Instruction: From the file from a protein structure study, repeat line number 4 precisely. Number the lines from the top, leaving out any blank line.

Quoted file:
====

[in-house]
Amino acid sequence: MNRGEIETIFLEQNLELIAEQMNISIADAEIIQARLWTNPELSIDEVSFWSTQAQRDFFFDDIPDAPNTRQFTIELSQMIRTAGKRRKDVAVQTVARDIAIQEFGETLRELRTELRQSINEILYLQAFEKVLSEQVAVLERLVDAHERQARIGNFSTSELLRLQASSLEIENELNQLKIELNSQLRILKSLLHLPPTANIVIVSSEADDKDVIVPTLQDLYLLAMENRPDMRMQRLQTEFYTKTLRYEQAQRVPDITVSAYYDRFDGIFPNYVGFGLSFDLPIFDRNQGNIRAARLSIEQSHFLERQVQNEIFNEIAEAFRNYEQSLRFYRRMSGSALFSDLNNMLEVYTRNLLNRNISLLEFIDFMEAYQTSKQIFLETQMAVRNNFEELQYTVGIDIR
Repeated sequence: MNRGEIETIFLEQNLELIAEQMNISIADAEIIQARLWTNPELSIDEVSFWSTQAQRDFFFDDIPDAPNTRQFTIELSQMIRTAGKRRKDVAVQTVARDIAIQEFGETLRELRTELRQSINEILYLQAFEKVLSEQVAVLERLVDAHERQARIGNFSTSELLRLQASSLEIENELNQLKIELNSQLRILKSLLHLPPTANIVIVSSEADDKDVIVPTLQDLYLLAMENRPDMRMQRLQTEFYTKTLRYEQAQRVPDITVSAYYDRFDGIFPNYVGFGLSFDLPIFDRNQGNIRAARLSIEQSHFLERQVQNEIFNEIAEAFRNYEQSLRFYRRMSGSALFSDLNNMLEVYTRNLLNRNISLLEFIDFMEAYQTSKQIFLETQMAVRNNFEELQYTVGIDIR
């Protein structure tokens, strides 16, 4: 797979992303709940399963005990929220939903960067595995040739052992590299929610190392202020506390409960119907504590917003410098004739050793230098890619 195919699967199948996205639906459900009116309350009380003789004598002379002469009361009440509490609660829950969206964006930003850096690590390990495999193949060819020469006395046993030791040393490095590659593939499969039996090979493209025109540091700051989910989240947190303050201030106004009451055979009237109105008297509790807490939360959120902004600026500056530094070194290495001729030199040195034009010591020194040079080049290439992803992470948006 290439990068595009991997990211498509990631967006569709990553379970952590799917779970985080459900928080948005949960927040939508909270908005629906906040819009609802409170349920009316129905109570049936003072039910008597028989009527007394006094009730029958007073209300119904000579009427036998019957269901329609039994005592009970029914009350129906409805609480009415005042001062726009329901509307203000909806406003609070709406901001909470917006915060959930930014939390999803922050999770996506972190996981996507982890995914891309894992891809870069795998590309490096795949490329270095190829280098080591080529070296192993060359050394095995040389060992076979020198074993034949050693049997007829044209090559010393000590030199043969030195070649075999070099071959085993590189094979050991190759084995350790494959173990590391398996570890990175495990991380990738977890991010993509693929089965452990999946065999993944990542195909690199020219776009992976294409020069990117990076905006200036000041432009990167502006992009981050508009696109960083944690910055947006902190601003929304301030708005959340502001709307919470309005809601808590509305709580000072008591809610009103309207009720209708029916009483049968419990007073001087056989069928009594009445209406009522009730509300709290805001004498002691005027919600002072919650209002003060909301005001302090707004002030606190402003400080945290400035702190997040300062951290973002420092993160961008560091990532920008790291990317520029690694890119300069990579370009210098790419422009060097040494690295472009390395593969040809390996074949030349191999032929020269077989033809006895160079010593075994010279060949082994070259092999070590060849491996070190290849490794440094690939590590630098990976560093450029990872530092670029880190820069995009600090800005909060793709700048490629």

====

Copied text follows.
């Protein structure tokens, strides 16, 4: 797979992303709940399963005990929220939903960067595995040739052992590299929610190392202020506390409960119907504590917003410098004739050793230098890619 195919699967199948996205639906459900009116309350009380003789004598002379002469009361009440509490609660829950969206964006930003850096690590390990495999193949060819020469006395046993030791040393490095590659593939499969039996090979493209025109540091700051989910989240947190303050201030106004009451055979009237109105008297509790807490939360959120902004600026500056530094070194290495001729030199040195034009010591020194040079080049290439992803992470948006 290439990068595009991997990211498509990631967006569709990553379970952590799917779970985080459900928080948005949960927040939508909270908005629906906040819009609802409170349920009316129905109570049936003072039910008597028989009527007394006094009730029958007073209300119904000579009427036998019957269901329609039994005592009970029914009350129906409805609480009415005042001062726009329901509307203000909806406003609070709406901001909470917006915060959930930014939390999803922050999770996506972190996981996507982890995914891309894992891809870069795998590309490096795949490329270095190829280098080591080529070296192993060359050394095995040389060992076979020198074993034949050693049997007829044209090559010393000590030199043969030195070649075999070099071959085993590189094979050991190759084995350790494959173990590391398996570890990175495990991380990738977890991010993509693929089965452990999946065999993944990542195909690199020219776009992976294409020069990117990076905006200036000041432009990167502006992009981050508009696109960083944690910055947006902190601003929304301030708005959340502001709307919470309005809601808590509305709580000072008591809610009103309207009720209708029916009483049968419990007073001087056989069928009594009445209406009522009730509300709290805001004498002691005027919600002072919650209002003060909301005001302090707004002030606190402003400080945290400035702190997040300062951290973002420092993160961008560091990532920008790291990317520029690694890119300069990579370009210098790419422009060097040494690295472009390395593969040809390996074949030349191999032929020269077989033809006895160079010593075994010279060949082994070259092999070590060849491996070190290849490794440094690939590590630098990976560093450029990872530092670029880190820069995009600090800005909060793709700048490629």